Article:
MOSCOW (Reuters) - A small preliminary laboratory study has shown that levels of Omicron-neutralising antibodies of people vaccinated with Russia's Sputnik V vaccine did not decline as much as of those who had Pfizer shots.
The joint Russian-Italian study - funded by the Russian Direct Investment Fund, which markets Sputnik V abroad - compared the blood serum of people who had received the different vaccines.
The preliminary study was conducted by scientists from the Spallanzani Institute in Italy and Gamaleya Institute in Moscow, the developer of Sputnik V vaccine.
Researchers said samples taken three to six months after the second dose of a vaccine have shown that the levels of antibodies in recipients of two doses of Sputnik V were more resistant to Omicron than in those vaccinated with Pfizer.
It included 51 people vaccinated with Sputnik V and 17 after two shots of the Pfizer vaccine.
"Today the necessity of third booster vaccination is obvious," the preliminary study published on Jan. 19 said.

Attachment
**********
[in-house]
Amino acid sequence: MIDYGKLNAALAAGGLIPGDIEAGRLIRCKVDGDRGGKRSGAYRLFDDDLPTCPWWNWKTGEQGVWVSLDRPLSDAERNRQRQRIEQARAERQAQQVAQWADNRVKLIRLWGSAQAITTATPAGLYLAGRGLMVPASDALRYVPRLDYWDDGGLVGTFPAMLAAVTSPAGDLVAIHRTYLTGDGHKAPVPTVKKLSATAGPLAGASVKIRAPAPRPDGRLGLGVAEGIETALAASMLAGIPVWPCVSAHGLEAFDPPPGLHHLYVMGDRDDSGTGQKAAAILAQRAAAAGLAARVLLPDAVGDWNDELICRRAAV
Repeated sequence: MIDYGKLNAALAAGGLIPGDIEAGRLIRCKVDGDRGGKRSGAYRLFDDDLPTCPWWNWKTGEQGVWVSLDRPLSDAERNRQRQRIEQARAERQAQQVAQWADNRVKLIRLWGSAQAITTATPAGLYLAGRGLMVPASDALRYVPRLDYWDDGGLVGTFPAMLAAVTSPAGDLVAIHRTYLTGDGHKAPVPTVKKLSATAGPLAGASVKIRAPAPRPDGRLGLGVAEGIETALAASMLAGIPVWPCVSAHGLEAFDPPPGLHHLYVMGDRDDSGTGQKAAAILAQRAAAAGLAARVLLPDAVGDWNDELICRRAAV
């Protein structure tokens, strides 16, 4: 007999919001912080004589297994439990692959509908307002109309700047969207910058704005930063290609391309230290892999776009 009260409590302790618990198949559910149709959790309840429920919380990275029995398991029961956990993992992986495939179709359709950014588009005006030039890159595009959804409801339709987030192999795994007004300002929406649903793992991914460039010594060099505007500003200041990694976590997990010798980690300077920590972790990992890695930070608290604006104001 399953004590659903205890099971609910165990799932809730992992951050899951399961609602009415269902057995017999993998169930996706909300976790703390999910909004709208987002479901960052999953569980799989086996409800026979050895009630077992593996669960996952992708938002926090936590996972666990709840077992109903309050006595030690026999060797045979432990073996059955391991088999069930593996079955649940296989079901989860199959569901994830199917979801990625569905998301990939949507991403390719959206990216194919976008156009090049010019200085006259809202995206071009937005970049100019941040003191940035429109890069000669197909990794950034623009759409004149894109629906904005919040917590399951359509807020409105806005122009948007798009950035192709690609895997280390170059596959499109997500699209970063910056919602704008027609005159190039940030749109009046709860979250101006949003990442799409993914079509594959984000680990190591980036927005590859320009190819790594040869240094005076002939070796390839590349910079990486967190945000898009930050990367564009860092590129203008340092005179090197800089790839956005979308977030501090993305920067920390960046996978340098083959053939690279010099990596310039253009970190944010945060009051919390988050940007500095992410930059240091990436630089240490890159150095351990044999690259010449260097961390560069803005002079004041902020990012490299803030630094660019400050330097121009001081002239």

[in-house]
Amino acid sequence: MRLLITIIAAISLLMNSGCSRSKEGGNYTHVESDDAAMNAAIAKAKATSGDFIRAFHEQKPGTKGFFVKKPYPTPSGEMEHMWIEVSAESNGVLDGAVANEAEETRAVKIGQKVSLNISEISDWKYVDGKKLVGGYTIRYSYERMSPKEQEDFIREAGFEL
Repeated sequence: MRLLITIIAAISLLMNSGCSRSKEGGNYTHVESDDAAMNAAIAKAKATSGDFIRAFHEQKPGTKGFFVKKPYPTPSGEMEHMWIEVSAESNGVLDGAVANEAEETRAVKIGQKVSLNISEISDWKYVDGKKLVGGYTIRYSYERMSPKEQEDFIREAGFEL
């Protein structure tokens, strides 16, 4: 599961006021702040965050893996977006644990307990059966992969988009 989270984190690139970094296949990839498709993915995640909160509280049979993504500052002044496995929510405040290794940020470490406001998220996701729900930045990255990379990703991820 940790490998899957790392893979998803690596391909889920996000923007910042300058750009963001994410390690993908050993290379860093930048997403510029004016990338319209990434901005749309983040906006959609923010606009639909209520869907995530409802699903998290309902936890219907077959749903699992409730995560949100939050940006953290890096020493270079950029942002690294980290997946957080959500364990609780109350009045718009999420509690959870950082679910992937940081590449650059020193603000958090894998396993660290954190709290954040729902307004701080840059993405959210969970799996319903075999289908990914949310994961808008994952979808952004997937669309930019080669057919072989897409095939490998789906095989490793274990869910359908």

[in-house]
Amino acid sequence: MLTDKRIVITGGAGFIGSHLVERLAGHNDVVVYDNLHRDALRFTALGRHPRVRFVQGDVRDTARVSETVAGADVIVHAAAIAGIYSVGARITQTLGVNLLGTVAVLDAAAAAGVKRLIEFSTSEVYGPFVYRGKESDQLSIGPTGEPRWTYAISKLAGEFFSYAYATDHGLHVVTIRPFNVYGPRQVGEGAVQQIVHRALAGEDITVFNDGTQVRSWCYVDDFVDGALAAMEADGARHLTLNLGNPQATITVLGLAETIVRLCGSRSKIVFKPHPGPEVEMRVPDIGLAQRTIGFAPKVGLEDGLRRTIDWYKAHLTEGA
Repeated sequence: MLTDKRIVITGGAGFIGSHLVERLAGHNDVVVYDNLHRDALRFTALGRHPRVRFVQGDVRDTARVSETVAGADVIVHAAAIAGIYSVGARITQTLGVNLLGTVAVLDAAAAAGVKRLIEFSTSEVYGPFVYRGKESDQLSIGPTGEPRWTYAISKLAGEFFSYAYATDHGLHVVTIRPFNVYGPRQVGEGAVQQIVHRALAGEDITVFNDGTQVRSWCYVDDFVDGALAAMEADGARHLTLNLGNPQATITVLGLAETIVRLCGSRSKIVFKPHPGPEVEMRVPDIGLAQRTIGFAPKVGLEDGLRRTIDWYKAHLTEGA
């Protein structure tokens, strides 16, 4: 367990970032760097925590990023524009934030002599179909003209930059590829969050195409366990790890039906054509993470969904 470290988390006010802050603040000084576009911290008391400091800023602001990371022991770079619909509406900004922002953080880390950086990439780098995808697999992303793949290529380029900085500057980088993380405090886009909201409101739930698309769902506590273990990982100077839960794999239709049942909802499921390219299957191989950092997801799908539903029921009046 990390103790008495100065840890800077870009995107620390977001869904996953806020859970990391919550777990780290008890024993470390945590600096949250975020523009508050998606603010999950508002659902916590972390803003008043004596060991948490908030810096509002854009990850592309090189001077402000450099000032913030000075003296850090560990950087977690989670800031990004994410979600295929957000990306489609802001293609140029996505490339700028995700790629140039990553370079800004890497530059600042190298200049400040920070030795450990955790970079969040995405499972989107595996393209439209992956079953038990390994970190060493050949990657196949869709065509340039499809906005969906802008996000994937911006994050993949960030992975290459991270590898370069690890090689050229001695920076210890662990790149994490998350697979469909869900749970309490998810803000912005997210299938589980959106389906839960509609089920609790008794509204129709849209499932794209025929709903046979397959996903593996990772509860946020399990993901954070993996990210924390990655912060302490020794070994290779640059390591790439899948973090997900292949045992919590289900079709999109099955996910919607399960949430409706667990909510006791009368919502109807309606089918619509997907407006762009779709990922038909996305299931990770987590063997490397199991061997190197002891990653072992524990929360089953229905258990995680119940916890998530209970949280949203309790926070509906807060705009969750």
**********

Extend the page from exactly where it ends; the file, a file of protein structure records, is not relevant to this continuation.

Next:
The study, that will seek certification by peer review, showed that Omicron-specific neutralizing antibodies were detected in the blood serum of 74.2% of the people vaccinated with Sputnik and in 56.9% of those vaccinated with Pfizer/BioNtech.
An earlier preliminary study by the Gamaleya Institute, the developer of Sputnik V, showed that a booster shot of Sputnik Light vaccine provided a stronger antibody response against Omicron than the two-dose Sputnik V vaccine alone.
"Partnership of different platforms is the key...boosting with Sputnik Light will help strengthen efficacy of other vaccines in light of combined Delta and Omicron challenge," the head of RDIF Kirill Dmitriev said in a statement.
Omicron has pushed COVID-19 case figures to record highs in parts of western Europe and the United States. But the variant has only now began to hit Russia, where the daily nationwide new infections spiked to 38,850 on Tuesday from 33,899 the day before.
Russia has so far officially recorded more than 1,600 cases of the variant and has mobilised its health system to tackle an increase in cases but authorities said they realised that there are many more cases related to Omicron.
(Reporting by Polina Nikolskaya, additional reporting by Emilio Parodi in Milan, editing by Gabrielle Tétrault-Farber and Tomasz Janowski)